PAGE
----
Too often when we travel, we feel like an outsider getting only the briefest glimpse of how a city truly feels. We feel that we will never get an inside peek, because to enjoy the city’s true riches would require a lot of money and impossible connections. It does not have to be that way: here’s how to enjoy luxe London for less.
Unless you are friends with a member, you might as well forget about ever getting in to legendarily exclusive Groucho Club. A smart way to get access to the strictly members-only Soho House or Shoreditch House, however, is by reserving a room there. As long as you agree to abide by club rules – no photos, no cell phones, no suits – you get to make use of the club during your stay. We see January rates for a transparently named “Tiny Room” at Shoreditch House going for as low as £105, and a “Broom Cupboard” at Dean Street Townhouse (the Soho House hotel) for £81.
There are a few members’ only bars with looser restrictions. Milk and Honey, for example, is a members’ club that is often perceived to be exclusive but is actually very easy to get in to. Non-members can visit until 11 p.m. as long as they make a reservation (in practice usually only possible early in the week) and will pay £6-8 for a glass of wine and £8-9 for a cocktail. Milk and Honey’s sister bar The Player, also in Soho, is another members’ club that is almost always happy to welcome non-members.
As another option: if you can’t get in to the members- and guests-of-members-only Electric House, you can go to the adjacent Electric Cinema, one of London’s oldest cinemas, which shows an eclectic mix of arthouse and mainstream films, or the Electric Diner, downstairs from Electric House, instead. Prices at the Electric Diner are reasonable: from £9-19 for an entrée; £5-10 for a glass of wine, and £8 for a cocktail.
Hard to Get Into Restaurants
The Ivy, in the heart of the theatre district, is a perennial celebrity favorite and often thought of as difficult to score a reservation at. Not so: you simply have to make your reservations well in advance – at least two weeks for an early weekday dinner reservation. Friday and Saturday dinner reservations are a little more difficult to come by – unless you don’t mind eating at midnight. If you’re in London on a weekend and want to eat at The Ivy, we suggest making a lunch booking instead. Eating outside of peak times also means you can take advantage of a set menu costing £21.75 for two courses or £26.25 for three (entrées usually run from £15-44). Take the same approach to booking The Ivy’s similarly heavily-booked sister restaurants Scott’s and J. Sheekey.
A table for two at a reasonable dinner hour is almost impossible to achieve at The Wolseley in Piccadilly. But, even with just a day or two’s notice, you should be able to reserve a spot for their full Afternoon Tea (£23.75 per person) and still be able to enjoy the grand Art Deco interiors.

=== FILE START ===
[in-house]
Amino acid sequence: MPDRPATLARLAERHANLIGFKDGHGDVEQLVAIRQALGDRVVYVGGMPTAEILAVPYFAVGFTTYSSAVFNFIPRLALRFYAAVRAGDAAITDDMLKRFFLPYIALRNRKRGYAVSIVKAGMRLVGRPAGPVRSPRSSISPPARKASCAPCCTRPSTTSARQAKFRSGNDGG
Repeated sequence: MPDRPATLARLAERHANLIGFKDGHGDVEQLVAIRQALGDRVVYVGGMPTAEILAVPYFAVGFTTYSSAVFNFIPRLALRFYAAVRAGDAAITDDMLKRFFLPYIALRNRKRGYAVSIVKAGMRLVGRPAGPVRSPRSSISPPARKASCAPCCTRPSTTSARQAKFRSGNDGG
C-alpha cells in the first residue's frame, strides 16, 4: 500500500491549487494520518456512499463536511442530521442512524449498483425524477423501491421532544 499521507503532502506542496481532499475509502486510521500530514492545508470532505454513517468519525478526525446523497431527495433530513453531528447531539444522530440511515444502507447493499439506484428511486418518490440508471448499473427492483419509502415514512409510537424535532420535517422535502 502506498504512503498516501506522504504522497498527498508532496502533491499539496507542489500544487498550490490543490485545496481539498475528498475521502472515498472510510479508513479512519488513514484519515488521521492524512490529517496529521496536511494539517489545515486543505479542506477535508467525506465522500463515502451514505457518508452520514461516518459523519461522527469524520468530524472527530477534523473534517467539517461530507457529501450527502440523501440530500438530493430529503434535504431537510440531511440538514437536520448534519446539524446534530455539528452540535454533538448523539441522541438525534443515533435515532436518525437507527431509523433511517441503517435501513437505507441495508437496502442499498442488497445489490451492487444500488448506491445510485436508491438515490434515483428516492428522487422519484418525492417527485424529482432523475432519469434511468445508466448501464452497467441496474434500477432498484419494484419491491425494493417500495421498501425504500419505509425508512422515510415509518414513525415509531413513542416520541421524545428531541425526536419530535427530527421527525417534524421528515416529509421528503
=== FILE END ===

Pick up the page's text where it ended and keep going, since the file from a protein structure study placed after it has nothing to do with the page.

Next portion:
High-Brow Arts for Low-Brow Prices
London’s Royal Opera House is one of the best in the world, and surprisingly accessible. The opera house always offers around 40 percent of their tickets for between £5 to £30. For popular performances, though, you will need to snap these up soon after they go on sale – check the website for details.
If you don’t manage to get advance tickets, 67 day tickets for all performances, by both The Royal Ballet and The Royal Opera, go sale on the day of the performance at 10 a.m. You’ll have to arrive at least two hours early and join the line at the entrance underneath the covered arcade at the corner of Covent Garden Piazza. There is a limit of one ticket per person in the queue and you are not allowed to hold a place for someone else – we’ve actually seen unseemly quarrels break out over this. Most have distant or restricted views, and are typically priced around £20 to £30 (amphitheatre), or £30 to £50 (side stalls circle). There are also a handful of standing places at around £10 to £15.
Of course, most of London’s museums are free; you usually only have to pay for special exhibits. Meaning that the permanent collection of the Tate Modern, Tate Britain, Victoria and Albert, National Gallery, and the British Museum cost nothing to see.
For shoppers, a visit to Harrods is an integral part of any trip to London. If you don’t have a limitless amount of cash to spare but really want to shop there, we recommend timing your visit to coincide with one of their famous sales. Every year on Boxing Day (December 26th) at 10 a.m a celebrity guest cuts a ribbon and declares the January sale open. Discounts of up to 60 percent on luxury items make the long lines worth it, we think. The Oxford Street department store Selfridges also begins its January sale on December 26th. The hip contemporary fashion stores Brown’s (an early champion of Alexander McQueen and Hussein Chalayan) and Matches on Marylebone High Street usually begin their winter sales just before Christmas and offer up to 50 percent price reductions.
In the summer, London’s retail industry does it all over again. Both the Harrods and Selfridges summer sale usually runs from mid-June to early July.
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